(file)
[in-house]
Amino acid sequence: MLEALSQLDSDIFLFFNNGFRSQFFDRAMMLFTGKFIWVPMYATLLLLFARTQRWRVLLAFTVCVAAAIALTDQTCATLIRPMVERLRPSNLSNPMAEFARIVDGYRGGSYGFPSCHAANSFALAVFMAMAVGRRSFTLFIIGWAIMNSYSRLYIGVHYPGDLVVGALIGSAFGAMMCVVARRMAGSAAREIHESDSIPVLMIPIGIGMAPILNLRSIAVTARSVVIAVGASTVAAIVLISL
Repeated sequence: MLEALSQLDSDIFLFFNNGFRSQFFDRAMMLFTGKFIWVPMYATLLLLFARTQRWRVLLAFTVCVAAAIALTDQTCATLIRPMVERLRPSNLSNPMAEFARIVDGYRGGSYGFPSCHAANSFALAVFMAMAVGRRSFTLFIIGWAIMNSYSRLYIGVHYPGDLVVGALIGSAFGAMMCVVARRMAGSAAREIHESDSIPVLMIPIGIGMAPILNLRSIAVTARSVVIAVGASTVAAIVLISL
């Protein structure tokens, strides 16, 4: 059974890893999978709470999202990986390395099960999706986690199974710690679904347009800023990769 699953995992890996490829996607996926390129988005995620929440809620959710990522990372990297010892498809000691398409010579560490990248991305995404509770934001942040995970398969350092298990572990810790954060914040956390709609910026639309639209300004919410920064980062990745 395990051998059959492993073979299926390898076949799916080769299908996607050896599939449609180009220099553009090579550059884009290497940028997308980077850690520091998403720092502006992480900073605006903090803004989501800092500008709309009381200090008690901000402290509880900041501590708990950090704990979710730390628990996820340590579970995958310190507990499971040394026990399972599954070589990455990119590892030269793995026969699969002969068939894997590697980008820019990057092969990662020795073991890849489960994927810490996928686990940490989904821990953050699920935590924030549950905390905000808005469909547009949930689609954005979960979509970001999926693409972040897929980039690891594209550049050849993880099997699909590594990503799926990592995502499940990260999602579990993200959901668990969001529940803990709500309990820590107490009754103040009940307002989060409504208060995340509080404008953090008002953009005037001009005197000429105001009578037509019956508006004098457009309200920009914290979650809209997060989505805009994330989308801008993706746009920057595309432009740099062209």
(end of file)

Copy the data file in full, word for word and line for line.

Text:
[in-house]
Amino acid sequence: MLEALSQLDSDIFLFFNNGFRSQFFDRAMMLFTGKFIWVPMYATLLLLFARTQRWRVLLAFTVCVAAAIALTDQTCATLIRPMVERLRPSNLSNPMAEFARIVDGYRGGSYGFPSCHAANSFALAVFMAMAVGRRSFTLFIIGWAIMNSYSRLYIGVHYPGDLVVGALIGSAFGAMMCVVARRMAGSAAREIHESDSIPVLMIPIGIGMAPILNLRSIAVTARSVVIAVGASTVAAIVLISL
Repeated sequence: MLEALSQLDSDIFLFFNNGFRSQFFDRAMMLFTGKFIWVPMYATLLLLFARTQRWRVLLAFTVCVAAAIALTDQTCATLIRPMVERLRPSNLSNPMAEFARIVDGYRGGSYGFPSCHAANSFALAVFMAMAVGRRSFTLFIIGWAIMNSYSRLYIGVHYPGDLVVGALIGSAFGAMMCVVARRMAGSAAREIHESDSIPVLMIPIGIGMAPILNLRSIAVTARSVVIAVGASTVAAIVLISL
């Protein structure tokens, strides 16, 4: 059974890893999978709470999202990986390395099960999706986690199974710690679904347009800023990769 699953995992890996490829996607996926390129988005995620929440809620959710990522990372990297010892498809000691398409010579560490990248991305995404509770934001942040995970398969350092298990572990810790954060914040956390709609910026639309639209300004919410920064980062990745 395990051998059959492993073979299926390898076949799916080769299908996607050896599939449609180009220099553009090579550059884009290497940028997308980077850690520091998403720092502006992480900073605006903090803004989501800092500008709309009381200090008690901000402290509880900041501590708990950090704990979710730390628990996820340590579970995958310190507990499971040394026990399972599954070589990455990119590892030269793995026969699969002969068939894997590697980008820019990057092969990662020795073991890849489960994927810490996928686990940490989904821990953050699920935590924030549950905390905000808005469909547009949930689609954005979960979509970001999926693409972040897929980039690891594209550049050849993880099997699909590594990503799926990592995502499940990260999602579990993200959901668990969001529940803990709500309990820590107490009754103040009940307002989060409504208060995340509080404008953090008002953009005037001009005197000429105001009578037509019956508006004098457009309200920009914290979650809209997060989505805009994330989308801008993706746009920057595309432009740099062209």